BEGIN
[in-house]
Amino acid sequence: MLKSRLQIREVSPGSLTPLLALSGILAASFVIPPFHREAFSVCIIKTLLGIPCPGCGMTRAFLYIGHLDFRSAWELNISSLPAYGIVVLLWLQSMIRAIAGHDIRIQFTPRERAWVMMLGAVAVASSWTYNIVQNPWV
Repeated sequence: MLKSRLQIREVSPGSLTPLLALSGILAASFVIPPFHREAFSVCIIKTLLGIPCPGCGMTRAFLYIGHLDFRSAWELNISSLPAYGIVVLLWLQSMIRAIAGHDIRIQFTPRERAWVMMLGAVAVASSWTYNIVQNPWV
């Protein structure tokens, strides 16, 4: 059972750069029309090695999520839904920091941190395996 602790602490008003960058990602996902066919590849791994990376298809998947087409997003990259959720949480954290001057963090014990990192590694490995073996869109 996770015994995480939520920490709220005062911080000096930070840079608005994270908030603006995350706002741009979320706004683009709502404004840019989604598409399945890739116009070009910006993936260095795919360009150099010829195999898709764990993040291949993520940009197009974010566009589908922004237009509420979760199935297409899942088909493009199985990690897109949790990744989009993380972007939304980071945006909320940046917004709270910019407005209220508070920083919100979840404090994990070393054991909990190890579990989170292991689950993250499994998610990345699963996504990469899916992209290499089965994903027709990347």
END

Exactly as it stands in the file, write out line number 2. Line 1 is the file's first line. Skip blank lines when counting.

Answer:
Amino acid sequence: MLKSRLQIREVSPGSLTPLLALSGILAASFVIPPFHREAFSVCIIKTLLGIPCPGCGMTRAFLYIGHLDFRSAWELNISSLPAYGIVVLLWLQSMIRAIAGHDIRIQFTPRERAWVMMLGAVAVASSWTYNIVQNPWV